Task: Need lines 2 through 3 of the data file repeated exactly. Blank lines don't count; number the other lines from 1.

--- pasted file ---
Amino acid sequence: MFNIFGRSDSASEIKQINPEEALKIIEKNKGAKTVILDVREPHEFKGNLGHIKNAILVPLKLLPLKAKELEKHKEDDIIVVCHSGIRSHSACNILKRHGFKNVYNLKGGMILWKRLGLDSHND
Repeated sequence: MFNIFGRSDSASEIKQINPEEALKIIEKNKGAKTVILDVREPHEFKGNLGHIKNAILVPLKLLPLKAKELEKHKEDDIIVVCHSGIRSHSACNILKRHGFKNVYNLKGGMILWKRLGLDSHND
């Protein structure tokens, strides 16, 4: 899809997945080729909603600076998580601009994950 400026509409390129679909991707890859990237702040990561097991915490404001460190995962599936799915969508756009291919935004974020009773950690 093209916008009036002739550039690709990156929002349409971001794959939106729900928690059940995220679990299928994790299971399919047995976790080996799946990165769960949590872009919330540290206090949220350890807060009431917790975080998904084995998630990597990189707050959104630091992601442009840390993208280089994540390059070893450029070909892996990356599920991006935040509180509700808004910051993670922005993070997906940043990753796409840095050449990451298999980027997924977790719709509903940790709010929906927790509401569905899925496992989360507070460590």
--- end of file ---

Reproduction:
Repeated sequence: MFNIFGRSDSASEIKQINPEEALKIIEKNKGAKTVILDVREPHEFKGNLGHIKNAILVPLKLLPLKAKELEKHKEDDIIVVCHSGIRSHSACNILKRHGFKNVYNLKGGMILWKRLGLDSHND
């Protein structure tokens, strides 16, 4: 899809997945080729909603600076998580601009994950 400026509409390129679909991707890859990237702040990561097991915490404001460190995962599936799915969508756009291919935004974020009773950690 093209916008009036002739550039690709990156929002349409971001794959939106729900928690059940995220679990299928994790299971399919047995976790080996799946990165769960949590872009919330540290206090949220350890807060009431917790975080998904084995998630990597990189707050959104630091992601442009840390993208280089994540390059070893450029070909892996990356599920991006935040509180509700808004910051993670922005993070997906940043990753796409840095050449990451298999980027997924977790719709509903940790709010929906927790509401569905899925496992989360507070460590």